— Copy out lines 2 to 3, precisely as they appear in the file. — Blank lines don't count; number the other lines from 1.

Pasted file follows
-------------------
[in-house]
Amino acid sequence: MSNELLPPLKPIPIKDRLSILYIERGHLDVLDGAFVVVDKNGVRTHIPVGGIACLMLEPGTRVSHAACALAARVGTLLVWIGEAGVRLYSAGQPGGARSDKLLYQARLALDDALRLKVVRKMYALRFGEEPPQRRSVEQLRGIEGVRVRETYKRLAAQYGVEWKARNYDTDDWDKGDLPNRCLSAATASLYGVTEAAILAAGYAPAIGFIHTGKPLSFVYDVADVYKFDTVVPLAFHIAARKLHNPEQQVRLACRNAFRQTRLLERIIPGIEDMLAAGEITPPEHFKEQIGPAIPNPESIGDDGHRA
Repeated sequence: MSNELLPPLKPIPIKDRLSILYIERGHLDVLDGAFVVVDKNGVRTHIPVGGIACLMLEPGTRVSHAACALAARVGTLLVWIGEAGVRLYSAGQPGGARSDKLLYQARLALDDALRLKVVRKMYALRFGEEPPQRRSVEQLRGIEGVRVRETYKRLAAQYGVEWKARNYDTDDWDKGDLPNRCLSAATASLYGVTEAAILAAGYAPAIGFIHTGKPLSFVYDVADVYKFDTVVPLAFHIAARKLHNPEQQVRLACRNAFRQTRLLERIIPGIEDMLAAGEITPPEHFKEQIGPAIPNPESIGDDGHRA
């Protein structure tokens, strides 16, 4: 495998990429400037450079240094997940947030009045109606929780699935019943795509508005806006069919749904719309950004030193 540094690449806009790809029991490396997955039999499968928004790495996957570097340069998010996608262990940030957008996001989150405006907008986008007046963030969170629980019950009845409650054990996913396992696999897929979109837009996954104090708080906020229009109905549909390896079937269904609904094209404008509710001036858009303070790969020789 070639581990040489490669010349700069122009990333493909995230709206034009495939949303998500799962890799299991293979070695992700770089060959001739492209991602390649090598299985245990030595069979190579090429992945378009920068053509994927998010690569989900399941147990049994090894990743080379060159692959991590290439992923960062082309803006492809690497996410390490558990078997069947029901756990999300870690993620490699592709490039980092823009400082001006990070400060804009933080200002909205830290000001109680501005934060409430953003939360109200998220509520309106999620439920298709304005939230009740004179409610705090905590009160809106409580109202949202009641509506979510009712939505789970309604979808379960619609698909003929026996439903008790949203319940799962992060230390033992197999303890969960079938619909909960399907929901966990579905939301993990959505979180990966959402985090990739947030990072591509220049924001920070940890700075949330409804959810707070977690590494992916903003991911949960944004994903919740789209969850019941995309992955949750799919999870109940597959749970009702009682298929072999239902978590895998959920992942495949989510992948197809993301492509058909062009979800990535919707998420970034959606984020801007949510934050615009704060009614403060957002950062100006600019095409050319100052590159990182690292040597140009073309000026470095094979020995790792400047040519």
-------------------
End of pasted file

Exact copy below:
Amino acid sequence: MSNELLPPLKPIPIKDRLSILYIERGHLDVLDGAFVVVDKNGVRTHIPVGGIACLMLEPGTRVSHAACALAARVGTLLVWIGEAGVRLYSAGQPGGARSDKLLYQARLALDDALRLKVVRKMYALRFGEEPPQRRSVEQLRGIEGVRVRETYKRLAAQYGVEWKARNYDTDDWDKGDLPNRCLSAATASLYGVTEAAILAAGYAPAIGFIHTGKPLSFVYDVADVYKFDTVVPLAFHIAARKLHNPEQQVRLACRNAFRQTRLLERIIPGIEDMLAAGEITPPEHFKEQIGPAIPNPESIGDDGHRA
Repeated sequence: MSNELLPPLKPIPIKDRLSILYIERGHLDVLDGAFVVVDKNGVRTHIPVGGIACLMLEPGTRVSHAACALAARVGTLLVWIGEAGVRLYSAGQPGGARSDKLLYQARLALDDALRLKVVRKMYALRFGEEPPQRRSVEQLRGIEGVRVRETYKRLAAQYGVEWKARNYDTDDWDKGDLPNRCLSAATASLYGVTEAAILAAGYAPAIGFIHTGKPLSFVYDVADVYKFDTVVPLAFHIAARKLHNPEQQVRLACRNAFRQTRLLERIIPGIEDMLAAGEITPPEHFKEQIGPAIPNPESIGDDGHRA